For families with adult children living at home, space can often be a concern. Adults simply need more personal space than children do, and the needs of several adults living in one home can clash.
For some families, space is an issue long after the adult children finally move out — because they leave so much of their stuff behind at Mom and Dad’s.
There’s Louise Hill, for example, who at 91 is still storing a garage full of stuff belonging to her 65-year-old son.
You can read more about Louise, and other families squeezed out by their adult kids’ stuff, in this article from The Floria Times-Union.
When establishing a timeline for your adult children to leave home, don’t leave yourself responsible for taking care of their stuff for the rest of your life. For your adult child to reach true independence, they must not only move out of your house themselves, they must take their belongings with them.
It may not be possible for adult kids to take all of their cherished possessions with them when they first manage to find an apartment or have roommates, and there’s nothing wrong with keeping their stuff around if it helps them out and you have the space. But if you want to downsize, or turn your child’s old bedroom into a den, it’s time to get firm on a “stuff-removal” timeline. You may want to put this step into the timeline you create that establishes milestones for your adult child’s stay at home and their transition to a place of their own.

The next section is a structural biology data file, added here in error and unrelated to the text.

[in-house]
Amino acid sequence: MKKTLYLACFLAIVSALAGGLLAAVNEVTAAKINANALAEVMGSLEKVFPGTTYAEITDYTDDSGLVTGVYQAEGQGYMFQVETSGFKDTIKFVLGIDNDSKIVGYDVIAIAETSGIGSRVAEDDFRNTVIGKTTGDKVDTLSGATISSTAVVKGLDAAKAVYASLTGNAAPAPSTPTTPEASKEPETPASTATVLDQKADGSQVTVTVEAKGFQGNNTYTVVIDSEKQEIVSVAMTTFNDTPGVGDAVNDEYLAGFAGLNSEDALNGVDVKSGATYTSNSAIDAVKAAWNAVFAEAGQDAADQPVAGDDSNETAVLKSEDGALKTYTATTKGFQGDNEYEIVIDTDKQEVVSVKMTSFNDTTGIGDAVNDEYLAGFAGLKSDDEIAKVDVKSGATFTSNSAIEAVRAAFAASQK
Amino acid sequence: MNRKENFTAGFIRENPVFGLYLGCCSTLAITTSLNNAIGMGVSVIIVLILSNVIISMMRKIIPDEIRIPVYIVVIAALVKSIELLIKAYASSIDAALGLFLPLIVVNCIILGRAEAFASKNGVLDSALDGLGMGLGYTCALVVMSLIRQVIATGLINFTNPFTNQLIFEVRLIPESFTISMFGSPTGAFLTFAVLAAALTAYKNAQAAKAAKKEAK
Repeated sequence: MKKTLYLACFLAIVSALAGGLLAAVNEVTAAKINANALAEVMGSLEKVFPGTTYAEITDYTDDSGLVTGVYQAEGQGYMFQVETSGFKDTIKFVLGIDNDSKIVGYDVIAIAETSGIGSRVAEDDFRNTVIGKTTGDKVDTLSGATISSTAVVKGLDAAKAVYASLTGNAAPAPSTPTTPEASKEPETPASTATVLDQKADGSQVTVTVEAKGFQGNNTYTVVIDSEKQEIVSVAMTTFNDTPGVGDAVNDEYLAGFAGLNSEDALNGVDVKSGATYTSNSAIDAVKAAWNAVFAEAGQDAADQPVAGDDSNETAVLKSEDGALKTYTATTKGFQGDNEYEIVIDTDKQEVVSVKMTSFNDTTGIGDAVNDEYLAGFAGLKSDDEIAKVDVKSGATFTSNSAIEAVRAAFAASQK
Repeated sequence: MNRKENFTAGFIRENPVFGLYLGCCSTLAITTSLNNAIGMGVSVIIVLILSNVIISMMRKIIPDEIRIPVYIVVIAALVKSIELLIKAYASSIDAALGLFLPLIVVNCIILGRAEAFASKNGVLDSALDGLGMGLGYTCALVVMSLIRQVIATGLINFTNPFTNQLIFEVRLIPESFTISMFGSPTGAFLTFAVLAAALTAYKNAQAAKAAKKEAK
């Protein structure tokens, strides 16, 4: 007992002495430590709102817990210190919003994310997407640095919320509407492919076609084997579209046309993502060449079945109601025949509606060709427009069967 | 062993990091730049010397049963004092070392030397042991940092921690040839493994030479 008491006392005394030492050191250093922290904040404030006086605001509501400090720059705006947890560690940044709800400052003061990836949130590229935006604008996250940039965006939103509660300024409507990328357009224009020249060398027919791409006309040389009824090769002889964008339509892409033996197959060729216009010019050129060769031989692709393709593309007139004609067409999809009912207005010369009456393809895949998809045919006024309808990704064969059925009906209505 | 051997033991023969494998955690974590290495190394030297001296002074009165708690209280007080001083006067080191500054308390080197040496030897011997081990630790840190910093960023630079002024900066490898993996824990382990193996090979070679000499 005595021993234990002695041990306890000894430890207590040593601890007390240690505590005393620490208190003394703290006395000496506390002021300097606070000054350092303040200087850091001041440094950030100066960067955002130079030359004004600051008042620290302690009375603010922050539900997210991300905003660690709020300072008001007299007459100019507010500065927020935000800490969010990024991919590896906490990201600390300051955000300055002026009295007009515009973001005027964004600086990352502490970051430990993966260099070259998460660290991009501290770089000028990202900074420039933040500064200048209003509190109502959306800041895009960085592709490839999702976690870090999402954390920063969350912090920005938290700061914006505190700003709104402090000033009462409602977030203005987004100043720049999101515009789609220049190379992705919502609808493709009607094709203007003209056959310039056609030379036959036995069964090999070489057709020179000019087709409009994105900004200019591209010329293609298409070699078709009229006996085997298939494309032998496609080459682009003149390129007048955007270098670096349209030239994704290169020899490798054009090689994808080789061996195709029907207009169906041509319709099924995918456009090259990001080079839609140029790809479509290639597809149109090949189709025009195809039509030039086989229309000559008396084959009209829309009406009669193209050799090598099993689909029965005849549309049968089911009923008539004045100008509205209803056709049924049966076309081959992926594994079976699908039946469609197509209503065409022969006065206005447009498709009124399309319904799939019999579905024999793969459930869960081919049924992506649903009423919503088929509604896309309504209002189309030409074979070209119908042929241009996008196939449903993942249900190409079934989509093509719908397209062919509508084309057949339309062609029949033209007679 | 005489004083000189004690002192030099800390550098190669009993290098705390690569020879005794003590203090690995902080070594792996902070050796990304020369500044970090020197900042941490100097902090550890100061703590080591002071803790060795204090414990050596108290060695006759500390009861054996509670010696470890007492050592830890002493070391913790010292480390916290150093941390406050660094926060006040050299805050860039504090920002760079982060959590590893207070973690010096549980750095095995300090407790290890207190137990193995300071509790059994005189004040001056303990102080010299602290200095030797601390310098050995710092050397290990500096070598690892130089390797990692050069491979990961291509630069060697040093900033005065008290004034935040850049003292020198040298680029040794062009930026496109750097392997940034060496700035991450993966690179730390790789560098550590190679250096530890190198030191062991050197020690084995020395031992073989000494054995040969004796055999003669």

You can learn how to create a timeline for helping adult children establish independence at www.adultchildrenlivingathome.com
In a recent article from EnterpriseNews.com, Helen DeVries, director of the doctorate psychology program at Wheaton College offered the following advice for families with adult children moving home:
To make it work and ensure things stay amicable rather than resentful, you have to frame it more like you’re cohabiting with roommates. In that scenario, there’s a splitting of chores and errands. It’s easy to slip back into the routine you had pre-college, but you have to try to make it more collegial than hierarchical. Parents need to say ‘We’re delighted we’re able to help you, but you’ll be expected to cook one night a week or do all of the ironing or give us X amount of dollars for the cable bill.
One of the families profiled in the article used a contract to set the terms with their adult child — and everyone seems pleased with the results. You can learn more about how to create a contract for adult children living at home here.